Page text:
Children Heard and Seen

Hidden Voices 20: Debra’s Story

Below is the 20th in a series of blog posts created by adults who have lived experience of parental imprisonment. By sharing these hidden voices, we hope to show how the impacts of parental imprisonment can stay with people well into adulthood.

I’m the eldest of eight children. When I was thirteen and a half, my father stabbed my mother to death.

My father and mother had split up because he had tried to kill her. I’d managed to stop him by hitting him over the head with a poker. He actually said to me ‘if you’re going to hit me with that, you best knock me out, because I’ll kill you as well.’ My mother left him. She took my brothers and my sister, but she left me behind. About a week and a half later, he went out one night and then the police came to pick me up at about 3am. I knew straight away why they were there.

As a result, myself, my brothers and my sister were all split up, as no one wanted to take eight children on. I remember family members arguing over us, ‘well I’ll take that one’, ‘you take that one’ like we were a litter of puppies. Some of us lived with family members from my father’s side, and some of us from my mother’s side. It was made clear to us ‘if you speak to them, you’re a traitor to your mother’s memory’ and vice-versa. We were put into different foster homes, where we all experienced horrific treatment.

I moved in with my mother’s sister and so I was still going to the same school. But then my father wasn’t happy about me living there. When you’re in prison, no matter how serious the offence, apparently you have the power to say where your children can and cannot live. So I was given a choice either to go and live with a member of his family – which I flatly refused to do – or going into foster care at my grandmother’s house. That was absolutely horrendous as it was her husband who used to molest me.

People who had been my friends for years since we’d been little were suddenly told by their parents not to be friends with me. Their attitude was ‘her father’s a murderer.’ I remember one parent saying ‘bad blood runs in families.’

I remember at school one particular teacher screaming at me in the classroom why I didn’t have my books, and demanding that I explain why I didn’t have them. I had to stand up in front of everyone and say ‘because I no longer live at home, I’m now in foster care.’ ‘Well why are you in foster care?’ ‘Well you know, because during the summer holidays Miss, my father killed my mother.’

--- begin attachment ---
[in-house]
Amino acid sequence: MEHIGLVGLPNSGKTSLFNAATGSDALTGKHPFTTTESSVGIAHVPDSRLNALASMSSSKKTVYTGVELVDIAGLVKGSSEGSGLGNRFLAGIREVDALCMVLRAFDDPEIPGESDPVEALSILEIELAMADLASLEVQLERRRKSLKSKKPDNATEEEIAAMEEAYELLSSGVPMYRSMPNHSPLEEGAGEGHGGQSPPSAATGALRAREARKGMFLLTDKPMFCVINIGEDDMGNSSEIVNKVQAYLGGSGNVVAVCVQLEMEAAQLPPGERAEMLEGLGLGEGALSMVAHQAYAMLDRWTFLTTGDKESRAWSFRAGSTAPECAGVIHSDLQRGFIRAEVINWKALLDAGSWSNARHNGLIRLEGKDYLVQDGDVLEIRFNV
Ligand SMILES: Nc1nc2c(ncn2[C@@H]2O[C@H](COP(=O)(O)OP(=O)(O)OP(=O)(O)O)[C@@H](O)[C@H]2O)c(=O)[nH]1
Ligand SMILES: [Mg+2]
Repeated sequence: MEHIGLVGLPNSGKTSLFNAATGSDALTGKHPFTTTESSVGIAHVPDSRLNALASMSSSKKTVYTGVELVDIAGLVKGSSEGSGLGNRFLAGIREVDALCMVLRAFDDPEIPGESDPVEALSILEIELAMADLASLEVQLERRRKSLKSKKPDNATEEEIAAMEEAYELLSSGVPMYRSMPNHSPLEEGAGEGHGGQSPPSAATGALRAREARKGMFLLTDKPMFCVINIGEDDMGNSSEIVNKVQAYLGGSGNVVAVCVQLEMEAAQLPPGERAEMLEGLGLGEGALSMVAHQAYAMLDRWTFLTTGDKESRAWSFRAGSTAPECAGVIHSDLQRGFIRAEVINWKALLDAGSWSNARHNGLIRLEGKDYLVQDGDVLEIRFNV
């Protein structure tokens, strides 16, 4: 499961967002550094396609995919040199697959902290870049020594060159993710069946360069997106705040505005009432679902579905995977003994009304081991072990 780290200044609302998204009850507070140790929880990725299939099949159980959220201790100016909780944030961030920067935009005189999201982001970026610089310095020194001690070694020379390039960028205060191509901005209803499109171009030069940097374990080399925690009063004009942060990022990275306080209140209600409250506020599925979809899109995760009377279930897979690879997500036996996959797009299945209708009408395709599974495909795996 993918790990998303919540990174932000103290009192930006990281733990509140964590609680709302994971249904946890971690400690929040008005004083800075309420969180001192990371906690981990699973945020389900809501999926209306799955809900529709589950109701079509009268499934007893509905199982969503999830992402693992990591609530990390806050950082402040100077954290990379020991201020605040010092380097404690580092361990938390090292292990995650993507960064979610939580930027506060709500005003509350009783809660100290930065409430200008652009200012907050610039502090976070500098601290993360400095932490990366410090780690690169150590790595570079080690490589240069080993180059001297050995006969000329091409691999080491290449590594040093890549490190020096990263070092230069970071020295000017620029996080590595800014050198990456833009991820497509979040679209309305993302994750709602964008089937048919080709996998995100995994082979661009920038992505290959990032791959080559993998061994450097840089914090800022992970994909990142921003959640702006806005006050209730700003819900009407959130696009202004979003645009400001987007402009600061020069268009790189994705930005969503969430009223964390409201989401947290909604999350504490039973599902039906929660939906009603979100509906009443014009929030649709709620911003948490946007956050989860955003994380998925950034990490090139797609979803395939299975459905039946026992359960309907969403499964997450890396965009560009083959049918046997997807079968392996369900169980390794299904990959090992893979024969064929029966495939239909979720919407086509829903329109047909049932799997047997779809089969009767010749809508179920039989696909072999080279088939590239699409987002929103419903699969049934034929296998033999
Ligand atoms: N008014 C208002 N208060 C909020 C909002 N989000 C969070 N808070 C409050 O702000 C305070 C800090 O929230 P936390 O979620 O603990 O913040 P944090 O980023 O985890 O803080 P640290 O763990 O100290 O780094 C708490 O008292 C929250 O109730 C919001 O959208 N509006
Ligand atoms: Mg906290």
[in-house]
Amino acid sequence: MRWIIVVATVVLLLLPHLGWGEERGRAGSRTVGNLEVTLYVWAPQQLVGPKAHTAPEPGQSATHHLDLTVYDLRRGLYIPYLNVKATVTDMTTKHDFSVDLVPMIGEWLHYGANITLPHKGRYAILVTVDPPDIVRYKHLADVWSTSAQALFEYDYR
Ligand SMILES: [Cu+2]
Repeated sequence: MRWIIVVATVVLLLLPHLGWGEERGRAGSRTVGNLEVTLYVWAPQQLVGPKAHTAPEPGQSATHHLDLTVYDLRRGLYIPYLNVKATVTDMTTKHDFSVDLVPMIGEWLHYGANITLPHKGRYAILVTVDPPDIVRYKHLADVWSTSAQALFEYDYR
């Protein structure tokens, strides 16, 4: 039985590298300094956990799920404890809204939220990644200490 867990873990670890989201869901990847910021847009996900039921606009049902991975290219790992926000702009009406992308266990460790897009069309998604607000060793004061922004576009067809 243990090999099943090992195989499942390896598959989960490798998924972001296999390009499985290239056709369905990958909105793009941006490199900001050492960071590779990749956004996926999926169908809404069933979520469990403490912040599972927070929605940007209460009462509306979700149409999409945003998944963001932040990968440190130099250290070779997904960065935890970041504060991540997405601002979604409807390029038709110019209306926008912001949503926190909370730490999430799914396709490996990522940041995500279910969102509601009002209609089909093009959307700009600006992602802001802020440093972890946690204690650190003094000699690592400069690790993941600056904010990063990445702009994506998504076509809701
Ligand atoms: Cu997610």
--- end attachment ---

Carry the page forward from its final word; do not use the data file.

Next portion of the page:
What I remember most though is one particular boy who used to sit behind me. Most of my actual friends were fine, although I couldn’t go round most of their houses anymore because of their parents’ attitudes. But this particular boy would sit behind me and say over and over again ‘your father’s a murderer, your father’s a murderer, your mother’s a slag, your father’s a murderer.’ This went on for a few days. 

I finally stood up in class, put my hand up and said ‘please sir, I have something I need to say.’ I turned around to this boy and said ‘Yes Christopher, I know my father’s a murderer because my mother was the victim. I lost both my parents, I’ve lost my brothers, I’ve lost my sister. I don’t need you to tell me – because I know. And then I did hit him over the head with a maths book.

Those are all experiences that do affect your life growing up. Being told by one foster mother that it must have been my fault that my father went out and killed my mother last night, because I must have known what he was going to do. I was thirteen and a half. How did I know what my father was going to do that night?

When my father was first sentenced, social workers used to force my brothers and sister to go and see him in prison. They never succeeded with me, I just flatly refused to go.

I didn’t speak to my father for ten years after he did what he did. When I did decide to speak to him, it was of my own volition. Whilst part of me understood some of the reasons that had driven him to do what he did that night, he never ever apologised to us kids for what we went through. He never even saw what we went through as a result of his actions. We had suddenly lost both parents, and he never understood that side of things.

My father only served 14 months in prison. After he was released, he met another woman and two of my younger brothers were made to live with him. They put my brothers through hell. They were beaten, they were starved, and they were thrown out onto the streets in the freezing cold. They were four and five years old.

About a year later, he caught her in bed with another man and my father went back to prison again. He nearly killed her, and threw the other man through the bedroom window. Because I wasn’t speaking to him at the time, I heard this on the radio. I remember just thinking ‘oh my god, we’ve got to go through all of this again now.’

My childhood experience – the fact that my father was in prison – was used by my daughter’s ex against her in court for a parental alienation order. It’s been weaponised against me and my family – which is quite disgusting really.

I’ve never hidden the facts about what happened with my parents. It’s not my shame to carry. I went on to do a law degree, work for the Solicitors Regulation Authority and became an intelligence officer for them. I always say to my brothers ‘don’t be ashamed, it wasn’t our fault,’ ‘you don’t choose your parents and you’re not responsible for their actions.’

As a child, you just feel trapped as you don’t know what to do. Social services could have said ‘this child doesn’t want to go see their father in prison, that’s okay – I’m not going to force them to.’ Would that have been so difficult? I would have liked support services to actually listen. Listen to the voices of the children. Because they didn’t, and they still don’t now.